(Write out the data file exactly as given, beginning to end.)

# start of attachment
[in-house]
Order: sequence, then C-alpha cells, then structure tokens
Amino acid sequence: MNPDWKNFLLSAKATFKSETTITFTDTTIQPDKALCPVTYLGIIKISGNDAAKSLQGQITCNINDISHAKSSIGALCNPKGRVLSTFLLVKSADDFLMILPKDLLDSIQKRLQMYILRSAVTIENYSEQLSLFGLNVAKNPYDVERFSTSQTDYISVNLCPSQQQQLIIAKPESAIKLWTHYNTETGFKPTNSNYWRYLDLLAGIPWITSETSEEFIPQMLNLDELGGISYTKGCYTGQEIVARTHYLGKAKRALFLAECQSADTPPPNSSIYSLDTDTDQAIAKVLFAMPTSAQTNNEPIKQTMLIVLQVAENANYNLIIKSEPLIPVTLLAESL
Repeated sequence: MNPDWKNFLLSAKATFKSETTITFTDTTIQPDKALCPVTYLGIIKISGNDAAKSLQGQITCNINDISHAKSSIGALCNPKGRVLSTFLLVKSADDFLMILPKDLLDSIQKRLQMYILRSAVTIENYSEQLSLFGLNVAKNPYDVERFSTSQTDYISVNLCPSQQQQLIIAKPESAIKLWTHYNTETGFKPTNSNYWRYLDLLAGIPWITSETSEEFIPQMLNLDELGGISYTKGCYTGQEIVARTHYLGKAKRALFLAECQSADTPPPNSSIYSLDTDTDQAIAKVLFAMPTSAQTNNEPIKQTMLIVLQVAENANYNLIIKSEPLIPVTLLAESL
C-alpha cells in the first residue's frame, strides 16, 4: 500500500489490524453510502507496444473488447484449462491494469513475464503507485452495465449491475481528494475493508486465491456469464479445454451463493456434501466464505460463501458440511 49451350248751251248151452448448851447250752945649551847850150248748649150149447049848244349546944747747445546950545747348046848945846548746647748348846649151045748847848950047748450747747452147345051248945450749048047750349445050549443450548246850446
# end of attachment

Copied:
[in-house]
Order: sequence, then C-alpha cells, then structure tokens
Amino acid sequence: MNPDWKNFLLSAKATFKSETTITFTDTTIQPDKALCPVTYLGIIKISGNDAAKSLQGQITCNINDISHAKSSIGALCNPKGRVLSTFLLVKSADDFLMILPKDLLDSIQKRLQMYILRSAVTIENYSEQLSLFGLNVAKNPYDVERFSTSQTDYISVNLCPSQQQQLIIAKPESAIKLWTHYNTETGFKPTNSNYWRYLDLLAGIPWITSETSEEFIPQMLNLDELGGISYTKGCYTGQEIVARTHYLGKAKRALFLAECQSADTPPPNSSIYSLDTDTDQAIAKVLFAMPTSAQTNNEPIKQTMLIVLQVAENANYNLIIKSEPLIPVTLLAESL
Repeated sequence: MNPDWKNFLLSAKATFKSETTITFTDTTIQPDKALCPVTYLGIIKISGNDAAKSLQGQITCNINDISHAKSSIGALCNPKGRVLSTFLLVKSADDFLMILPKDLLDSIQKRLQMYILRSAVTIENYSEQLSLFGLNVAKNPYDVERFSTSQTDYISVNLCPSQQQQLIIAKPESAIKLWTHYNTETGFKPTNSNYWRYLDLLAGIPWITSETSEEFIPQMLNLDELGGISYTKGCYTGQEIVARTHYLGKAKRALFLAECQSADTPPPNSSIYSLDTDTDQAIAKVLFAMPTSAQTNNEPIKQTMLIVLQVAENANYNLIIKSEPLIPVTLLAESL
C-alpha cells in the first residue's frame, strides 16, 4: 500500500489490524453510502507496444473488447484449462491494469513475464503507485452495465449491475481528494475493508486465491456469464479445454451463493456434501466464505460463501458440511 49451350248751251248151452448448851447250752945649551847850150248748649150149447049848244349546944747747445546950545747348046848945846548746647748348846649151045748847848950047748450747747452147345051248945450749048047750349445050549443450548246850446